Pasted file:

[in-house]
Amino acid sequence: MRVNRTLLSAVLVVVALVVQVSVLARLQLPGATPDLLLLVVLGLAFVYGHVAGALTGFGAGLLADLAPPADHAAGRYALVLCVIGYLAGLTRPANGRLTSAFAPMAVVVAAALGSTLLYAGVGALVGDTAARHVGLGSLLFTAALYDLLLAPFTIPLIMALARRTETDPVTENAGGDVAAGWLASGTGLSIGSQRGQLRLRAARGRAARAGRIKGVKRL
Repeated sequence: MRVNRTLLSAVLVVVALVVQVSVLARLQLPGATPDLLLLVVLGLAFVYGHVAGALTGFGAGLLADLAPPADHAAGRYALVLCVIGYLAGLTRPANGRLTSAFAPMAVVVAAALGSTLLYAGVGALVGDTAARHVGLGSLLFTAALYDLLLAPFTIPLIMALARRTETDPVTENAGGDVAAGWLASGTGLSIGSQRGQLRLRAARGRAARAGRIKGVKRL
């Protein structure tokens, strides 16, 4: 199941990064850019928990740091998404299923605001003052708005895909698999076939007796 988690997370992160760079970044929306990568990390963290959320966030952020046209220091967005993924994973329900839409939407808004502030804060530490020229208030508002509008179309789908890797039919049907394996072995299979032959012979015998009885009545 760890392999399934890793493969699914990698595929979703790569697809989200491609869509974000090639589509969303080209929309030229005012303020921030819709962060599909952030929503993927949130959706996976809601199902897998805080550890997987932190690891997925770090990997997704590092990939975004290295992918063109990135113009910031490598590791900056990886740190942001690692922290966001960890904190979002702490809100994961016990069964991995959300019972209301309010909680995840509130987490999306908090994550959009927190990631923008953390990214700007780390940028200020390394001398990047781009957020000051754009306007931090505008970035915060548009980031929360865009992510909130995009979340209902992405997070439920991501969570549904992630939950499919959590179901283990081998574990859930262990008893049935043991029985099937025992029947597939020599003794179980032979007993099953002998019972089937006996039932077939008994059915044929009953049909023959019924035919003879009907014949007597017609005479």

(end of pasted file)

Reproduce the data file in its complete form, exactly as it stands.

[in-house]
Amino acid sequence: MRVNRTLLSAVLVVVALVVQVSVLARLQLPGATPDLLLLVVLGLAFVYGHVAGALTGFGAGLLADLAPPADHAAGRYALVLCVIGYLAGLTRPANGRLTSAFAPMAVVVAAALGSTLLYAGVGALVGDTAARHVGLGSLLFTAALYDLLLAPFTIPLIMALARRTETDPVTENAGGDVAAGWLASGTGLSIGSQRGQLRLRAARGRAARAGRIKGVKRL
Repeated sequence: MRVNRTLLSAVLVVVALVVQVSVLARLQLPGATPDLLLLVVLGLAFVYGHVAGALTGFGAGLLADLAPPADHAAGRYALVLCVIGYLAGLTRPANGRLTSAFAPMAVVVAAALGSTLLYAGVGALVGDTAARHVGLGSLLFTAALYDLLLAPFTIPLIMALARRTETDPVTENAGGDVAAGWLASGTGLSIGSQRGQLRLRAARGRAARAGRIKGVKRL
């Protein structure tokens, strides 16, 4: 199941990064850019928990740091998404299923605001003052708005895909698999076939007796 988690997370992160760079970044929306990568990390963290959320966030952020046209220091967005993924994973329900839409939407808004502030804060530490020229208030508002509008179309789908890797039919049907394996072995299979032959012979015998009885009545 760890392999399934890793493969699914990698595929979703790569697809989200491609869509974000090639589509969303080209929309030229005012303020921030819709962060599909952030929503993927949130959706996976809601199902897998805080550890997987932190690891997925770090990997997704590092990939975004290295992918063109990135113009910031490598590791900056990886740190942001690692922290966001960890904190979002702490809100994961016990069964991995959300019972209301309010909680995840509130987490999306908090994550959009927190990631923008953390990214700007780390940028200020390394001398990047781009957020000051754009306007931090505008970035915060548009980031929360865009992510909130995009979340209902992405997070439920991501969570549904992630939950499919959590179901283990081998574990859930262990008893049935043991029985099937025992029947597939020599003794179980032979007993099953002998019972089937006996039932077939008994059915044929009953049909023959019924035919003879009907014949007597017609005479």